I should have stated that I do not like 1-2-All switches and will always remove them and put in separate on-off switches for the house and start batteries with one separate switch to parallel the two. It gives me some more peace of mind that I know exactly what is set for what. A 1-2-All should do the same but switches do fail at times.
I always, always, always turn off the start switch when at dock or on the hook. I will turn it on if I think I might have to raise anchor in a hurry, e.g. big winds expected, other safety
issues like dragging boats nearby, poor holding, etc. I think you need to assume something may happen and manage the risks from every angle.
My house side is completely fused or has circuit breakers on every single
wire and with smaller fuses
whenever a circuit goes from a big fuse/big wire to smaller ones. The other thing that gives me more peace of mind is to go around and check all terminals/cables/wires to make sure they are tight and in good condition (both positive and negative sides). I do this more often for the bigger cables
. The alternator
and starter get special attention since they have big wires in a vibrating environment
. I have rewired a couple of boats which burnt up all they engine wiring from loose connections to the engines. Luckily they did not burn up their boats.
I will always, always, always turn off my windlass
and after raising the anchor. That will prevent a big problem for the large current
device that is in a harsh wet environment
. I can keep the house switch on (if I want) even though the windlass is isolated.
I turn off my propane
solenoid switch after shutting down the stove. I will turn off the propane at the tank whenever I don't need to use propane for any length of time.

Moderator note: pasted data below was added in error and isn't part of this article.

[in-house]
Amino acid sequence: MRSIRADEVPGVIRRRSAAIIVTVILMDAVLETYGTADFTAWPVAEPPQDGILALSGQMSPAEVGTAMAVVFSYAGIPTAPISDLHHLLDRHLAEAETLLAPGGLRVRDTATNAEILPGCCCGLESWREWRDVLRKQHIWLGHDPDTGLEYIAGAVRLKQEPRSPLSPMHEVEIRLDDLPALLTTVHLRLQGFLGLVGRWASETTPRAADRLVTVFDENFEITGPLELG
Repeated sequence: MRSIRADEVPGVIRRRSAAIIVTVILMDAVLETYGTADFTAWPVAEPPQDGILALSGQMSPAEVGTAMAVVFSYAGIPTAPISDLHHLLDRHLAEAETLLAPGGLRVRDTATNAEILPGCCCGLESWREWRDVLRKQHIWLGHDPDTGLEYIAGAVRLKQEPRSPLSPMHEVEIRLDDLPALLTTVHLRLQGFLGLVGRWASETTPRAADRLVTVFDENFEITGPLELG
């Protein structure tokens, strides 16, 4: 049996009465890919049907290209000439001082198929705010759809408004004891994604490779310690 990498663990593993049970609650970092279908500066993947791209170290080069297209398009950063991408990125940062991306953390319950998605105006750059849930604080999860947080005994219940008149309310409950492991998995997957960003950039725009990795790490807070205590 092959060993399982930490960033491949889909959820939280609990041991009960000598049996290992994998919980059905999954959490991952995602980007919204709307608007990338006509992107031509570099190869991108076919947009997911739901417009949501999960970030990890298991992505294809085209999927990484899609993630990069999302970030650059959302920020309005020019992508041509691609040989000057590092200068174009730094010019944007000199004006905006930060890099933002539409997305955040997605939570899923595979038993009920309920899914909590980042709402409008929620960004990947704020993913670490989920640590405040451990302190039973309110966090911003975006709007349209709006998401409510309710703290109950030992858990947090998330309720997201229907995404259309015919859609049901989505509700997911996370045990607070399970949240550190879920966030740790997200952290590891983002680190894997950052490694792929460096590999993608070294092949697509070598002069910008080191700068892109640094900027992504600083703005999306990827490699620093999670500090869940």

AC systems are the most common source of marina firs to my knowledge. Certainly the big majority in our marinas
in town (we have many hundreds of boats here) have been from AC systems. The shore power cord/dock pedestal
is a cause of some of them. It is a very poor system so I inspect my SP cord often and make sure it feels snug in the pedestal
and on my boat. If it is loose at the pedestal I won't use it. My marina is super safety
minded and will replace any plugs if bad immediately. Marinas
I travel too are a different matter so I always check them carefully for a good solid connection, correct voltage, polarity, etc.
In other words, safety from electrical fires involves far more than just whether you turn off the house switch or not. They can happen when you are sailing or motoring just as easy as when you are in a marina. If anchoring
you have to keep at least one battery on for anchor lights (unless you have a reliable and properly displayed solar
or battery light). And bilge pumps should always be on in any situation. On my boat anyway.